Librarians as writers

It is (almost) a truism that librarians harbour a secret (or not so secret, as the case may be) desire to be writers. It is, similarly, (almost) a truism that keen readers desire to be writers. Now, I am a librarian (retired) and a keen reader but I have never really had a desire to be a writer – well, let me clarify that, I have never really had a desire to write a novel, so those of you who want to write the Great (insert your nationality) Novel need fear no competition from me. But, am I letting the side down?

Stereotypical Librarian

Typical Librarian? Not! (Courtesy: Hope this is part of her CC-SA content)

That said, as truisms go, many librarians have been (and still are) published authors and so I was interested when, in my inbox today, lobbed an email from Abe Books with a list of books by librarian authors. The authors are:

Admittedly, I haven’t read all of these authors, but they do make a pretty respectable bunch don’t they? Being surrounded by books clearly did them no harm. And, if Wikipedia is right, Marcel Proust, Lewis Carroll and Philip Pullman were also librarians at one stage in their careers.

Looking at this rather impressive line-up, I think it is just as well I decided to be a librarian and reader (not to mention blogger), and not an author! But don’t let me turn the rest of you off … someone has to do it.

20 thoughts on “Librarians as writers

  1. *chuckle* Well, I do wear black, and I do have spectacles, but my hairdresser tactfully deals with the grey before ever I see it LOL.
    Lisa (writing the Great Australian Novel, with long, long breaks in between chapters.)

    • LOL Lisa … And, you don’t have the bun! I was thinking of you, partly, when I wrote this. I hope you do write the GAN – I’ll be the first to read it – but you’ll probably have to retire first!

  2. Librarians make awesome writers and bloggers! 🙂 I’m not sure about a Great American Novel, but there might be something in there someday, or not 🙂

  3. Five of these librarian / writers are personal favorites: Berger, Larkin, Taylor, Tyler, and Wilson. I can’t imagine why anyone who is around books all day long would want to come home and write ….. more books.
    I’m trying to think of a single one of the books by these writers that takes place or has a scene that takes place in a library.

  4. Stefanie: they do indeed! I did wonder whether you also had aspirations. If you do, go for it … would you set it in a library. Libraries after all are rich in characters – users AND staff!

    Tony: Good for you. While I know most of those, I’ve only read Tyler (whom I do enjoy a lot but haven’t read much recently) and Angus Wilson (but it was a non-fiction). I’m sure I’ve read Larkin a long time ago but can’t bring any poems specifically to mind, and I’ve been meaning to read Taylor for a while. Maybe now I should – you know, hold up the flag for my fellow-travellers! Which of Tyler’s recent works do you like best. (I’ve read 5 and the last was The patchwork planet).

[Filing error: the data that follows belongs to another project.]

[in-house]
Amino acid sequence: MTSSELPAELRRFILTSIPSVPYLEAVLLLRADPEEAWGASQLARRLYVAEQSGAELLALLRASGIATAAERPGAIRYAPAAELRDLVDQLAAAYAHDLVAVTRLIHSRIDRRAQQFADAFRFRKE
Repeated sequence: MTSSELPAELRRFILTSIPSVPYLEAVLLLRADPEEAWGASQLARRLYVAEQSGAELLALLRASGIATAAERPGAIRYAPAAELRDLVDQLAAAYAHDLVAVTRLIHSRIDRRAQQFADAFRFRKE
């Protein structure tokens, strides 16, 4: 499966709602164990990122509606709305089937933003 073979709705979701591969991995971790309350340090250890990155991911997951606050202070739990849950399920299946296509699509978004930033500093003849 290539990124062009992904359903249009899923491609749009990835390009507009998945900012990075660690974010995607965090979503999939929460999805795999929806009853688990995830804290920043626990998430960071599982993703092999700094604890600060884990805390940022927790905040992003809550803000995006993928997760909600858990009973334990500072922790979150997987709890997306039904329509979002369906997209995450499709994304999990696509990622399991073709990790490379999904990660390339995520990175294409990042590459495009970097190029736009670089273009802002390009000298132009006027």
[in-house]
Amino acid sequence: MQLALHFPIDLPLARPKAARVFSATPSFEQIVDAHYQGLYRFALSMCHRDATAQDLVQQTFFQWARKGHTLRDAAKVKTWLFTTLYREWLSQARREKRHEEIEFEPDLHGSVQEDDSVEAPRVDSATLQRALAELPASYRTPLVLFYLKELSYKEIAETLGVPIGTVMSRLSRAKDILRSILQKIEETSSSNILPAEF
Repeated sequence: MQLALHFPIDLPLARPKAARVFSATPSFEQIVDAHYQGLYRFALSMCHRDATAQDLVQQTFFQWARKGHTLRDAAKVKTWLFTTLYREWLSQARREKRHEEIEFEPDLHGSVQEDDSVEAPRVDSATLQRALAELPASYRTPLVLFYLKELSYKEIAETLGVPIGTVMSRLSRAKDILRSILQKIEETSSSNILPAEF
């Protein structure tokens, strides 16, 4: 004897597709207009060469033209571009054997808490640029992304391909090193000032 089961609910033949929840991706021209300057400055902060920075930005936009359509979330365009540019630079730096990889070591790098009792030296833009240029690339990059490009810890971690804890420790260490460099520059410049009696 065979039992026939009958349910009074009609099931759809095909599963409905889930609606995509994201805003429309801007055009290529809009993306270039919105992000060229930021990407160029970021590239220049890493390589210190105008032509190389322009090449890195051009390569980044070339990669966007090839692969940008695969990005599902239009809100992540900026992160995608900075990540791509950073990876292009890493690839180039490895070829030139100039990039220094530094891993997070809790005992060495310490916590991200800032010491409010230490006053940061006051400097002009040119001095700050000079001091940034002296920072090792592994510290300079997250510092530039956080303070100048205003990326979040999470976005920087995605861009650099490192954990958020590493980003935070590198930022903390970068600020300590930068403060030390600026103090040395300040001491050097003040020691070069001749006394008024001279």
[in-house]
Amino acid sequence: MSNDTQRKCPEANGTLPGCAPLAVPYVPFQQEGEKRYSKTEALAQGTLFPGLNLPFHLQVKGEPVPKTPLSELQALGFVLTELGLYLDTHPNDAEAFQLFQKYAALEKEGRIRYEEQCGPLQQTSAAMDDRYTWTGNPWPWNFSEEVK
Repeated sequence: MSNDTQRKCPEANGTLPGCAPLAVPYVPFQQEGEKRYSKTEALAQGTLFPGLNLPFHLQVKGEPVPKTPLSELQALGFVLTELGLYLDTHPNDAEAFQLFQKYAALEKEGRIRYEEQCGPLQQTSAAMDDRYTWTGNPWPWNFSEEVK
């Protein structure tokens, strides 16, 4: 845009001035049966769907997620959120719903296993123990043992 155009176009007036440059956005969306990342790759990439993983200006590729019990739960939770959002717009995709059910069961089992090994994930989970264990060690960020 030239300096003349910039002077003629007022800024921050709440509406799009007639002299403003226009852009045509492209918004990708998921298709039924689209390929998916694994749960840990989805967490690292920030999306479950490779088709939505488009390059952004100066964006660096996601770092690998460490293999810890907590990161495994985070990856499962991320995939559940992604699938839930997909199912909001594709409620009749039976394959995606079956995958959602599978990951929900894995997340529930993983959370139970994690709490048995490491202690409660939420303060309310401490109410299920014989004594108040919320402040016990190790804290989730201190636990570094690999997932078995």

• I don’t remember any libraries in Larkin either, but I’ll point out that he has one poem, called Reading Habits, that ends with the line, “Books are a load of crap.” Borges is not one of the five you’re talking about, but it might (I’m not sure) be true to say that he had the most famous library-story out of any of’m: The Library of Babel.

      When Alberto Manguel read for him at the end of his life, he noticed that Borges, blind by then, owned only a few small shelves of books.

      I think Proust had a voluntary position in a library for a little while, to appease his parents, who believed he should have a profession (he studied to become a lawyer and acquired a position that lasted two weeks) but he floated quietly out of it on a raft of sick days. Work did not appeal to him.

    • No, not in a library. Probably a historical novel about the witch burnings in Germany. But, we shall see. I have no particular urgency so if it never happens I won’t be broken hearted 🙂

  5. Hi, my favorite recent Anne Tyler isn’t too recent- ‘ ‘Dinner at the Homesick Restaurant’. I still read her new novels, not her newest yet, and kind of give her a free ride as far as opinion goes, because I liked her early work so much.

    • Oh yes, I did like that one … a lot. Such great characters. I also loved The accidental tourist. The ladder of years was good too. And I loved, as I recollect, the opening of Breathing lessons – the scene of the husband and wife driving to the son’s wedding? baby’s christening? just can’t quite recollect.

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